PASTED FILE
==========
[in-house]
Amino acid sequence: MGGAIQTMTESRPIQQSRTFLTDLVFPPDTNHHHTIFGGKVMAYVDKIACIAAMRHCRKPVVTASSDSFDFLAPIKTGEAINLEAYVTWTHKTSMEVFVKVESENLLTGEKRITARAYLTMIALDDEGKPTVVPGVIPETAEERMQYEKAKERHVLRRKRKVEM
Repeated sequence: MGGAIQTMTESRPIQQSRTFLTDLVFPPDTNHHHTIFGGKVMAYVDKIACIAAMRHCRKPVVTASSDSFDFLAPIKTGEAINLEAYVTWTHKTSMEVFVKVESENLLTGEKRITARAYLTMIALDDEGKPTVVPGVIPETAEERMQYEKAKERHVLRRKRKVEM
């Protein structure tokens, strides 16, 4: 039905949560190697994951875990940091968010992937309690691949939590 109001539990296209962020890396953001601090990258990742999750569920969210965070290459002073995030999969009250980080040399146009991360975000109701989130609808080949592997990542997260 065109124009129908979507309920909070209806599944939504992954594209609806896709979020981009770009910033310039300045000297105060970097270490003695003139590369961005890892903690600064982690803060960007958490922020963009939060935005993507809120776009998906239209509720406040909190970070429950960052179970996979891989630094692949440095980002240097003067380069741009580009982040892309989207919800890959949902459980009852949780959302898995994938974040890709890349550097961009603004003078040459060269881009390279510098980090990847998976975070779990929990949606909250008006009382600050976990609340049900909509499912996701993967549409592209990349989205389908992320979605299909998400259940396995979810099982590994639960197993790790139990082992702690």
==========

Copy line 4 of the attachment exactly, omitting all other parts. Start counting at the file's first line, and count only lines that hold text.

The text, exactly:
């Protein structure tokens, strides 16, 4: 039905949560190697994951875990940091968010992937309690691949939590 109001539990296209962020890396953001601090990258990742999750569920969210965070290459002073995030999969009250980080040399146009991360975000109701989130609808080949592997990542997260 065109124009129908979507309920909070209806599944939504992954594209609806896709979020981009770009910033310039300045000297105060970097270490003695003139590369961005890892903690600064982690803060960007958490922020963009939060935005993507809120776009998906239209509720406040909190970070429950960052179970996979891989630094692949440095980002240097003067380069741009580009982040892309989207919800890959949902459980009852949780959302898995994938974040890709890349550097961009603004003078040459060269881009390279510098980090990847998976975070779990929990949606909250008006009382600050976990609340049900909509499912996701993967549409592209990349989205389908992320979605299909998400259940396995979810099982590994639960197993790790139990082992702690």